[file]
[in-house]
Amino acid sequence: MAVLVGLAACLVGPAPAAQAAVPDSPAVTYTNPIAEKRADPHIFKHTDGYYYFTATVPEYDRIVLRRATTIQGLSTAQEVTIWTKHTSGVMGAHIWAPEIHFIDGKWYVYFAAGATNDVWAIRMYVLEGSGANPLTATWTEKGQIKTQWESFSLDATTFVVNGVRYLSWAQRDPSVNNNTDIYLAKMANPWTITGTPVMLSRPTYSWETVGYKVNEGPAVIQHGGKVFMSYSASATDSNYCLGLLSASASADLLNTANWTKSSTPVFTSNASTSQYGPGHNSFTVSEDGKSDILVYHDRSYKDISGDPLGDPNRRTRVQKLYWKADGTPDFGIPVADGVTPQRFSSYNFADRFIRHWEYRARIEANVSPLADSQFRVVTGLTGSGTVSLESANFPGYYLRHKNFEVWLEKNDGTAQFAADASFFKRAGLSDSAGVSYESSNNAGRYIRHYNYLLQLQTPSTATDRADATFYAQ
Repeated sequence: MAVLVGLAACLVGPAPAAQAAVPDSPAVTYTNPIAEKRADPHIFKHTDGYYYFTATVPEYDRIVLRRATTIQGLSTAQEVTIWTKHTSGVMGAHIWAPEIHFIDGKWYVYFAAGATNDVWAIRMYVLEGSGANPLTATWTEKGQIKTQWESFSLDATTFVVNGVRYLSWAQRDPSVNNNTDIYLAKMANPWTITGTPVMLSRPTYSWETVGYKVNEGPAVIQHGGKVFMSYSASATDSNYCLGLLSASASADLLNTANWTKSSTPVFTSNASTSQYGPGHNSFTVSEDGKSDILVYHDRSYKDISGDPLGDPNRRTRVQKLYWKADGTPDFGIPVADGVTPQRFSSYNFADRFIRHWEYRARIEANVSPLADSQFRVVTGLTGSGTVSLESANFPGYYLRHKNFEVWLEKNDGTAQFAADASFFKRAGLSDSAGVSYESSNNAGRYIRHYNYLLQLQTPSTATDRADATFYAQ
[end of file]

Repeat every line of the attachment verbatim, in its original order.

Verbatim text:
[in-house]
Amino acid sequence: MAVLVGLAACLVGPAPAAQAAVPDSPAVTYTNPIAEKRADPHIFKHTDGYYYFTATVPEYDRIVLRRATTIQGLSTAQEVTIWTKHTSGVMGAHIWAPEIHFIDGKWYVYFAAGATNDVWAIRMYVLEGSGANPLTATWTEKGQIKTQWESFSLDATTFVVNGVRYLSWAQRDPSVNNNTDIYLAKMANPWTITGTPVMLSRPTYSWETVGYKVNEGPAVIQHGGKVFMSYSASATDSNYCLGLLSASASADLLNTANWTKSSTPVFTSNASTSQYGPGHNSFTVSEDGKSDILVYHDRSYKDISGDPLGDPNRRTRVQKLYWKADGTPDFGIPVADGVTPQRFSSYNFADRFIRHWEYRARIEANVSPLADSQFRVVTGLTGSGTVSLESANFPGYYLRHKNFEVWLEKNDGTAQFAADASFFKRAGLSDSAGVSYESSNNAGRYIRHYNYLLQLQTPSTATDRADATFYAQ
Repeated sequence: MAVLVGLAACLVGPAPAAQAAVPDSPAVTYTNPIAEKRADPHIFKHTDGYYYFTATVPEYDRIVLRRATTIQGLSTAQEVTIWTKHTSGVMGAHIWAPEIHFIDGKWYVYFAAGATNDVWAIRMYVLEGSGANPLTATWTEKGQIKTQWESFSLDATTFVVNGVRYLSWAQRDPSVNNNTDIYLAKMANPWTITGTPVMLSRPTYSWETVGYKVNEGPAVIQHGGKVFMSYSASATDSNYCLGLLSASASADLLNTANWTKSSTPVFTSNASTSQYGPGHNSFTVSEDGKSDILVYHDRSYKDISGDPLGDPNRRTRVQKLYWKADGTPDFGIPVADGVTPQRFSSYNFADRFIRHWEYRARIEANVSPLADSQFRVVTGLTGSGTVSLESANFPGYYLRHKNFEVWLEKNDGTAQFAADASFFKRAGLSDSAGVSYESSNNAGRYIRHYNYLLQLQTPSTATDRADATFYAQ